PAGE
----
Last weeks’ “good-news” on the employment picture (lower initial jobless numbers, lower unemployment rate) were further examples of our over-confidence in statistical guesswork – from the oft-maligned Bureau of Labor Statistics ‘birth-death’ model, estimates of growth and shrinking of growing or failing businesses. It habitually fails to account for actual living, breathing, but, struggling people who do not fit accurately into specific statistical categories. And, based on the last two recessions, we’re still more than a year away from a sustained decline in the jobless rate. The model will undergo a major adjustment next quarter, adding about 220,000 to the jobless picture, just to compensate for recent adjustment errors. The broader, but, lesser known U-6 jobless rate, (as opposed to the more widely reported U-3 rate), includes the long-term unemployed, and part timers seeking full-time work, and is hovering at 17%, reminiscent of the Great Depression era. Thus, the US-stock market has been climbing a “wall of worry,” amid a cautious sense of optimism combined with guesswork, but also beset by underlying jitters, that the economy faces a rocky road and the Dow Industrials might not stay above 10,000 for long, without further artificial stimulation.

When measured in “hard money” terms, or in relation to the price of gold, the Dow Industrials is trading at 8.95-ounces, – near the same exchange rate that prevailed when the Dow was at the 8,200-level in January. Thus, utilizing this simple measure of valuation, – more than half of the Dow’s post March 10th rally, or roughly 2,200-points, is simply an optical illusion. More specifically, a stock market bubble has been inflated by the Fed’s money printing scheme, copied from Japan during their slump, and referred to as quantitative easing. However, in spite of the daily ups & downs, the major indexes are stuck at 1% or less from their highs of mid-October.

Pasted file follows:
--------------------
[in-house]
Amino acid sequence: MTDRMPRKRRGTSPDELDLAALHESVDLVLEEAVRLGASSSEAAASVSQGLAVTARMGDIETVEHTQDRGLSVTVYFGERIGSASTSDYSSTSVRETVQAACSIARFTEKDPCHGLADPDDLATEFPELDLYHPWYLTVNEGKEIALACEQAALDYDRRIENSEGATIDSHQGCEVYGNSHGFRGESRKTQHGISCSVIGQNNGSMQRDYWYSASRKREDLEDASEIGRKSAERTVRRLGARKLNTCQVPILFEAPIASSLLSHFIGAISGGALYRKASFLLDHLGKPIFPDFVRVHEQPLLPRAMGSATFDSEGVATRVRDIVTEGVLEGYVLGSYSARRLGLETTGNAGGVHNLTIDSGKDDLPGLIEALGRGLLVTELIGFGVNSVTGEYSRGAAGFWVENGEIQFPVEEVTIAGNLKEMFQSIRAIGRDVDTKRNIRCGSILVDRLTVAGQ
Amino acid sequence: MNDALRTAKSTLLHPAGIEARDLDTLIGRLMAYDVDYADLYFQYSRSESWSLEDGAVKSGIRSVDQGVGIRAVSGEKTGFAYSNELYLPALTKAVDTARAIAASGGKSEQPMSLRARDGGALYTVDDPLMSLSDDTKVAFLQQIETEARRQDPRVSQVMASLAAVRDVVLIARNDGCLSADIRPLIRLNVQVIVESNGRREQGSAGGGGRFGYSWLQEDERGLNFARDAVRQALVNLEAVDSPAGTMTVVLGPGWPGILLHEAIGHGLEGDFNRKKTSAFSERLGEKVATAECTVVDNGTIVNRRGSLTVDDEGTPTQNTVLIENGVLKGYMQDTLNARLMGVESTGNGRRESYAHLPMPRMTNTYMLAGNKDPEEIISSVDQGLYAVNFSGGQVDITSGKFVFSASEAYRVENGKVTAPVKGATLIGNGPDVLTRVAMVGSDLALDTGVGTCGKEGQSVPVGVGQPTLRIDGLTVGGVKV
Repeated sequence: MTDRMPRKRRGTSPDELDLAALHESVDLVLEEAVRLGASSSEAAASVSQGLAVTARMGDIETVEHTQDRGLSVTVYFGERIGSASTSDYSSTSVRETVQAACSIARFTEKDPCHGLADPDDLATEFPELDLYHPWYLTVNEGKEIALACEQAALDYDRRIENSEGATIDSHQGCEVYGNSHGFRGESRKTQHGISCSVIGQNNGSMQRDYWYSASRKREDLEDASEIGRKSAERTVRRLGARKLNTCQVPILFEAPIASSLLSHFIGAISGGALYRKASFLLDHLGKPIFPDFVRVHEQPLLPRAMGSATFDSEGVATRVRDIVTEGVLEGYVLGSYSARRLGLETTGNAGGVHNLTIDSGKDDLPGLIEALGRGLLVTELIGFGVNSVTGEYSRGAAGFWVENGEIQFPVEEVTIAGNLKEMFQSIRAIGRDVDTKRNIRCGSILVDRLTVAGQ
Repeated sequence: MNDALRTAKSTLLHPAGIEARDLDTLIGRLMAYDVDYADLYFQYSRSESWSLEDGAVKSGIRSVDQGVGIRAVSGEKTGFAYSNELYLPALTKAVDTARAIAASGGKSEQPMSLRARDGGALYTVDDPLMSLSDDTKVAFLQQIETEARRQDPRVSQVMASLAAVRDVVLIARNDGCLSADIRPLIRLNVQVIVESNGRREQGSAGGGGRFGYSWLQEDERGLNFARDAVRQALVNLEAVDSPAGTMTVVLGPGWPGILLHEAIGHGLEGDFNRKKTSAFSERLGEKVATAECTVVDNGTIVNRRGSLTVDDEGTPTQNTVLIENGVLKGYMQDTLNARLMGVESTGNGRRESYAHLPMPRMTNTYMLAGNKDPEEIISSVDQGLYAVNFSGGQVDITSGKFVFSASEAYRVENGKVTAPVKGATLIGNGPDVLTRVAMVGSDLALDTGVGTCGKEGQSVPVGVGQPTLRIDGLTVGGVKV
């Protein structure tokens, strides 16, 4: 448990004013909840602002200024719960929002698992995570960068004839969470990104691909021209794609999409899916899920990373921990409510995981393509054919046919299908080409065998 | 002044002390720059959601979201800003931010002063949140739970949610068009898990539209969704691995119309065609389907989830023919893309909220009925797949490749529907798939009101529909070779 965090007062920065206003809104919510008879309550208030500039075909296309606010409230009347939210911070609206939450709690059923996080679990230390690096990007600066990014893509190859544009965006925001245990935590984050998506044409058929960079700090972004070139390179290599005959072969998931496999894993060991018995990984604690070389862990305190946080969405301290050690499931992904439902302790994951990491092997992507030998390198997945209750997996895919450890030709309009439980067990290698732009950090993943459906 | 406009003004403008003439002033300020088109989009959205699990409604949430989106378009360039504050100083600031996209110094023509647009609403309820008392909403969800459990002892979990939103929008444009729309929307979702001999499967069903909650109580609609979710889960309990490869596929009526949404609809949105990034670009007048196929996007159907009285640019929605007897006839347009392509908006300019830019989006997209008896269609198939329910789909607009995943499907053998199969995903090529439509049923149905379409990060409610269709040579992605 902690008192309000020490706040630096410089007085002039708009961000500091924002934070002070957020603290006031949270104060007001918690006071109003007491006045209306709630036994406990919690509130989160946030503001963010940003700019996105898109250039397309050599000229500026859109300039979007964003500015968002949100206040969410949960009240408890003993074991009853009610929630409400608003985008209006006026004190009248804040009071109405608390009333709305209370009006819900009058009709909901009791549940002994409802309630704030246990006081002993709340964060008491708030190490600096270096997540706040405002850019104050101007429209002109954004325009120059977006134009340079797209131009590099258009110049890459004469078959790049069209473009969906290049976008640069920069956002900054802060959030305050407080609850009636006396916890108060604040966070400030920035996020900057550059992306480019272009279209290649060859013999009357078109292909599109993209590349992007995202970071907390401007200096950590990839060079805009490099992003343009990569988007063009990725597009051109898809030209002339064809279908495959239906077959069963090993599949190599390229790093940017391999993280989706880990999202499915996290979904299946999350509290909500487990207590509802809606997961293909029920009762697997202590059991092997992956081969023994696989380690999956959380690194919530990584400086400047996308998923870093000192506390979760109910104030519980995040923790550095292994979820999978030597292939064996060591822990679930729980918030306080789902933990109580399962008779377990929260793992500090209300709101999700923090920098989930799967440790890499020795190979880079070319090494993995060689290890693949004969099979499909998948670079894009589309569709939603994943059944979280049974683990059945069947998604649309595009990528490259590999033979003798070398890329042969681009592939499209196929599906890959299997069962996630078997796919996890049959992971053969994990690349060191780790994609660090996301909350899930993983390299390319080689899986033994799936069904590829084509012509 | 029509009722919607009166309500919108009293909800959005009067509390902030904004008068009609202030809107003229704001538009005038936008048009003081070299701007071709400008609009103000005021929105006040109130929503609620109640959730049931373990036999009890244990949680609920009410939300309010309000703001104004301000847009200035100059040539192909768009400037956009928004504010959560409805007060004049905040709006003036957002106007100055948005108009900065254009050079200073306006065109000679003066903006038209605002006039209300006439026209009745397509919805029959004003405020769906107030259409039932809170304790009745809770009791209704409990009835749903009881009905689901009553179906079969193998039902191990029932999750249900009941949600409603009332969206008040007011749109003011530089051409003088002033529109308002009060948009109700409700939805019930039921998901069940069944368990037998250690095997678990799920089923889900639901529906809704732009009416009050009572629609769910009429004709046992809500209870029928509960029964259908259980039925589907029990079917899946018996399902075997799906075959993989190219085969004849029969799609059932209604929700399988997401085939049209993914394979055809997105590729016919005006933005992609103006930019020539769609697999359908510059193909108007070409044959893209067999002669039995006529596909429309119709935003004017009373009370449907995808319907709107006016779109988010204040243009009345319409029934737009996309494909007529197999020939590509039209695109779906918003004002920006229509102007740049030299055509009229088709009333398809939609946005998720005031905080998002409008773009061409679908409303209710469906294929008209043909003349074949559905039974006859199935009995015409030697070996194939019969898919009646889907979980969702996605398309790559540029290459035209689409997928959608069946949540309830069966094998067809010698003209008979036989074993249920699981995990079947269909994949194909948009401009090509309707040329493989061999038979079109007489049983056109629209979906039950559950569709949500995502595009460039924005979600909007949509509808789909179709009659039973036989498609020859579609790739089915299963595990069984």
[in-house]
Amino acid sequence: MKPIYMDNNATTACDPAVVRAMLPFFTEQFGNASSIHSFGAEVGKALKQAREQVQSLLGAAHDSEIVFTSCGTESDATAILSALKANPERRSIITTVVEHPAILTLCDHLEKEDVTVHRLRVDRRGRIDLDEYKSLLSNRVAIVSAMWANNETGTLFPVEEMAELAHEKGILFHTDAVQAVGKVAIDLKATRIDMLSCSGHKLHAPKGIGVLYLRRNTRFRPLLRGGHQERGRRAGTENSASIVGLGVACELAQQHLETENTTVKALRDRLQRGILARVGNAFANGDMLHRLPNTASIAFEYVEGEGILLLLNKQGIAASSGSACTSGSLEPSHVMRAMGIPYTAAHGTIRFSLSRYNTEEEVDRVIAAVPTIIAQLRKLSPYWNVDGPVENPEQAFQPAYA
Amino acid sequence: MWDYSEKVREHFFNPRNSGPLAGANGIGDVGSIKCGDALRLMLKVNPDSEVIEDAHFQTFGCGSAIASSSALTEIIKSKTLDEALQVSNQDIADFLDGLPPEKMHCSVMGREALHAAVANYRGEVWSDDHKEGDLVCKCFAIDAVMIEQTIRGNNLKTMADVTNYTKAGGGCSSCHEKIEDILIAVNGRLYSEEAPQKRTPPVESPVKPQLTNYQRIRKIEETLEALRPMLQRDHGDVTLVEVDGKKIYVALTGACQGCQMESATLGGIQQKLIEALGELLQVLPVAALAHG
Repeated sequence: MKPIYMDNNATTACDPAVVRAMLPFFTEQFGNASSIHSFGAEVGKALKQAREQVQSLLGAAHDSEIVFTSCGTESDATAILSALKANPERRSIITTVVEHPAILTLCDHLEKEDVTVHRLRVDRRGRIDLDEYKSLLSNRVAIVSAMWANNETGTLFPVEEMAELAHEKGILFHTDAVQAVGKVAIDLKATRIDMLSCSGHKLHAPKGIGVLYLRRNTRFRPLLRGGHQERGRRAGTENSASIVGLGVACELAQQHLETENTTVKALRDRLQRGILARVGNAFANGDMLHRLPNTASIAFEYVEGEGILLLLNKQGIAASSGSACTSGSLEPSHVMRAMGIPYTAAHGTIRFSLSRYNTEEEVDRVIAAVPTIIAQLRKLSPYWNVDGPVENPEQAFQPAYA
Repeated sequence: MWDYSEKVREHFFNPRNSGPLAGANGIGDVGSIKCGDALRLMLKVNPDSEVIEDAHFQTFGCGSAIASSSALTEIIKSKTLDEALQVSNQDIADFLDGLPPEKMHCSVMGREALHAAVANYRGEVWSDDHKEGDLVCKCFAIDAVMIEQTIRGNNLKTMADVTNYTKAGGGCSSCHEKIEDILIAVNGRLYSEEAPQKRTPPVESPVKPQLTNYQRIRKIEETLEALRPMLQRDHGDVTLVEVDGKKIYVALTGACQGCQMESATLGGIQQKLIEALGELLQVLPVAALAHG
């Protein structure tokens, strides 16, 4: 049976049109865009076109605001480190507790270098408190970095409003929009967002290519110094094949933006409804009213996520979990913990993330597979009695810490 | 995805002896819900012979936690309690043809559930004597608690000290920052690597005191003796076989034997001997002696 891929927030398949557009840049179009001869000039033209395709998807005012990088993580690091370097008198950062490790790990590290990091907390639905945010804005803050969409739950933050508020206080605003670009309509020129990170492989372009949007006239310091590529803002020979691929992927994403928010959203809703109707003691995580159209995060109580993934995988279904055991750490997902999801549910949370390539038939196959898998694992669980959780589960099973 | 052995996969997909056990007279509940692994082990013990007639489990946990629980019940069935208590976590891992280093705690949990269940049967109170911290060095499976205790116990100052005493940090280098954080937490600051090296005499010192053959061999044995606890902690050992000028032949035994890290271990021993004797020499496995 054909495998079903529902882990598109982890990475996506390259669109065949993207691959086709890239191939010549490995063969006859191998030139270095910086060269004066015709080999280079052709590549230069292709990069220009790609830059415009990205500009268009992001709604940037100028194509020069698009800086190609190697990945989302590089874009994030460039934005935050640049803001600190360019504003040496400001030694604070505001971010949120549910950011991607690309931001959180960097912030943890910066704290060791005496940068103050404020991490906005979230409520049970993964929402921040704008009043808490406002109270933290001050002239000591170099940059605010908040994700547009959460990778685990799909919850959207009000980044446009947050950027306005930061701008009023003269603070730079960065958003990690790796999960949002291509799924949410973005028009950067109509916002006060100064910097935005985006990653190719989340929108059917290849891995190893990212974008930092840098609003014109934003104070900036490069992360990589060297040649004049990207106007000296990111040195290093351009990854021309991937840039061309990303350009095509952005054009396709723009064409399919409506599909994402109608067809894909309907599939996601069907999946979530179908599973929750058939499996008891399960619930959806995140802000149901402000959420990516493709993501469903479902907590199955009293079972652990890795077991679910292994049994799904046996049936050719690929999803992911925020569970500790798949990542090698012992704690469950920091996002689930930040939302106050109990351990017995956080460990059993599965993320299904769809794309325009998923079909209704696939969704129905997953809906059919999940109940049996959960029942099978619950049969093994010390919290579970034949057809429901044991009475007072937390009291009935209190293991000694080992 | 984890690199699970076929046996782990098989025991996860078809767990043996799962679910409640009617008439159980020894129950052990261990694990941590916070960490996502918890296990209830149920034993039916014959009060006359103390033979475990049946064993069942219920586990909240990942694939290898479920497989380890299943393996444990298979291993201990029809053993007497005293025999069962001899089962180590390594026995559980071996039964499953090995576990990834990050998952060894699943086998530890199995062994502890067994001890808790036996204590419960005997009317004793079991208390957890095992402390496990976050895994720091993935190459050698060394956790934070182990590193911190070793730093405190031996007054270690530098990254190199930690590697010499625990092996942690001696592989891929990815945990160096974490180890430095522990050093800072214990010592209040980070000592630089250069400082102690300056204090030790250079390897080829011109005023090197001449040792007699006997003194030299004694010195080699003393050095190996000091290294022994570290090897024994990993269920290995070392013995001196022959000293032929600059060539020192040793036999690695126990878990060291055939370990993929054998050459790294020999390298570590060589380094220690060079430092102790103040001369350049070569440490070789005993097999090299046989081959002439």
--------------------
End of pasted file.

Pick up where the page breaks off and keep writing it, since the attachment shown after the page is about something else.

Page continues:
The combination of ultra-low US$ Libor/interest rates, a sliding US-dollar, higher commodity prices, lifted the gold market above the psychological $1,000 /oz level, where it’s managed to stay for over two months. As such, gold might become the next asset bubble if G-20 central banks continue to print money.

This is especially true in the event of a currency crisis in which gold’s buying power will increase from a devalued US-dollar in the currency markets. The US-dollar has been under selling pressure since October 6th newspaper report said the Arab Oil kingdoms in the Persian Gulf are secretly aiming to replace the US-dollar with a basket of currencies in exchange for their crude oil. The basket of currencies reportedly includes the Japanese yen, Chinese yuan and Euro, as well as Gold. Although a correction appears to be getting underway (rising dollar, falling commodities/stock prices), continued pressure on the dollar with represent a two-edged sword on related assets, and a false sense of security in rising values of dollar-based assets.

Strictly short-term, now might not be the best time to accumulate gold or other precious metals, after such a hot run, powered partially to offset the declining dollar. That is, at least, until a certain correction to the $850-950 range occurs, even if/especially if it continues above $1200 first. Further, silver is now more attractive, having not made the stellar run by gold, which accelerated after the purchase by India of over 200 tons in November. The International Monetary Fund has another gold sale planned, so prices are unlikely to retreat near term.

A short burst in interest rates prior to the jobs report last week removed some of the modest gains in the F fun since late October. I’ll park them away from that fund until the upward correction in the dollar shows signs of reversing, and the dollar drop eventually resumes.

***The Weekly Momentum Indicator is a strength measure of the S&P100, the largest 100 stocks in the U. S., in terms of market capitalization (share price of each of the 100 stocks times the number of shares available to the public).  The WMI is the difference in the S&P100 average opening price for each of the past three Monday mornings and the average closing price for each of the past three Friday afternoons.  This detects upward, sideways or downward movement of the overall market, since the markets generally move in synch from one index to another, and correlates very well with identifying opportunities for reward/gain and for situations for risk/loss in all equity indexes.  Rising numbers from the prior week are positive opportunities, while falling numbers from the prior week are avoidance opportunities.  I have a weekly, ten year history for this indicator at the time of update in this report (12/07/2009).***